…Because time is limited, so, too, is the number of friends you can have, according to the work of the British evolutionary psychologist Robin I.M. Dunbar. He describes layers of friendship, where the topmost layer consists of only one or two people, say a spouse and best friend with whom you are most intimate and interact daily. The next layer can accommodate at most four people for whom you have great affinity, affection and concern and who require weekly attention to maintain. Out from there, the tiers contain more casual friends with whom you invest less time and tend to have a less profound and more tenuous connection. Without consistent contact, they easily fall into the realm of acquaintance. You may be friendly with them but they aren’t friends.
But friendship requires the vulnerability of caring as well as revealing things about yourself that don’t match the polished image in your Facebook profile or Instagram feed, said Mr. Nehamas at Princeton. Trusting that your bond will continue, and might even be strengthened, despite your shortcomings and inevitable misfortunes, he said, is a risk many aren’t willing to take.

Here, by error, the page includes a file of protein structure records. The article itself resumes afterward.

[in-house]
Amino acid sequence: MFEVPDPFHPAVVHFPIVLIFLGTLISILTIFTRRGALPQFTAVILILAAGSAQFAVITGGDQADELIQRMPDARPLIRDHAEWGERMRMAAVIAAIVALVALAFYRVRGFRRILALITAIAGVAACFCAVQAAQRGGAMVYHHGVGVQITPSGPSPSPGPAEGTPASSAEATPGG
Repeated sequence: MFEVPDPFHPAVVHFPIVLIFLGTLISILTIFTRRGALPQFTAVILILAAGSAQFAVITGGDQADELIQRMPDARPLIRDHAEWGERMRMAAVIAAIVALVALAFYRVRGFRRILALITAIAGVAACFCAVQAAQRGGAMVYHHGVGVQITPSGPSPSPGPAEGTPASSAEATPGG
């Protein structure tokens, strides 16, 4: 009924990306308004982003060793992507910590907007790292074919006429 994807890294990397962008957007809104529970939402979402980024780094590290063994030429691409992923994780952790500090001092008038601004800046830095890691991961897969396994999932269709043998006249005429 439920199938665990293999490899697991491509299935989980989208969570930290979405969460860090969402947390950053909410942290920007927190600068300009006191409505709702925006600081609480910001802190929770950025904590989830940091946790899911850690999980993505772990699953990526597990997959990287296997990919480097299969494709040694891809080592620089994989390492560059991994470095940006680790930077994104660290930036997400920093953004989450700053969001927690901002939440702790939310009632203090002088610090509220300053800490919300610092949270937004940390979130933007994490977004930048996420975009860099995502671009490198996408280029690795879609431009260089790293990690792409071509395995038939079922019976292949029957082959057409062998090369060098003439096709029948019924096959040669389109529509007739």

So it’s worth identifying who among the many people you encounter in your life are truly friends. Who makes time for you? Whose company enlivens, enriches and maybe even humbles you? Whom would you miss? Who would miss you? While there is no easy or agreed upon definition, what friendships have in common is that they shape us and create other dimensions through which to see the world. This can be for better or worse depending on whom we choose as friends. As the saying goes, “Show me your friends and I will show you who you are.”